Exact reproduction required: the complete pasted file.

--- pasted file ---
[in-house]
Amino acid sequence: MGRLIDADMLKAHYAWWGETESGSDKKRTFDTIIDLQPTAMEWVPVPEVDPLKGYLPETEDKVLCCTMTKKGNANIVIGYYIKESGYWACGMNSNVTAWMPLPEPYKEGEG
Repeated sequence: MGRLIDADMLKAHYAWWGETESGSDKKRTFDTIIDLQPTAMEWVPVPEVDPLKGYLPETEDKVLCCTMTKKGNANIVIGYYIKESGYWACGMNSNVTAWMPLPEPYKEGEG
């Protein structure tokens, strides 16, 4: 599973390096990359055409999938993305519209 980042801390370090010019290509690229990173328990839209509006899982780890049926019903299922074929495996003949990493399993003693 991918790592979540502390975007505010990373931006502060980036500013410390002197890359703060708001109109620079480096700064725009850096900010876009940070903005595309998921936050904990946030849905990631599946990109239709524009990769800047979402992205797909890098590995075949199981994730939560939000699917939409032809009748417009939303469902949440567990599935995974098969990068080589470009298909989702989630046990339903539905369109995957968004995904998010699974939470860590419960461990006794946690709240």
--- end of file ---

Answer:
[in-house]
Amino acid sequence: MGRLIDADMLKAHYAWWGETESGSDKKRTFDTIIDLQPTAMEWVPVPEVDPLKGYLPETEDKVLCCTMTKKGNANIVIGYYIKESGYWACGMNSNVTAWMPLPEPYKEGEG
Repeated sequence: MGRLIDADMLKAHYAWWGETESGSDKKRTFDTIIDLQPTAMEWVPVPEVDPLKGYLPETEDKVLCCTMTKKGNANIVIGYYIKESGYWACGMNSNVTAWMPLPEPYKEGEG
């Protein structure tokens, strides 16, 4: 599973390096990359055409999938993305519209 980042801390370090010019290509690229990173328990839209509006899982780890049926019903299922074929495996003949990493399993003693 991918790592979540502390975007505010990373931006502060980036500013410390002197890359703060708001109109620079480096700064725009850096900010876009940070903005595309998921936050904990946030849905990631599946990109239709524009990769800047979402992205797909890098590995075949199981994730939560939000699917939409032809009748417009939303469902949440567990599935995974098969990068080589470009298909989702989630046990339903539905369109995957968004995904998010699974939470860590419960461990006794946690709240």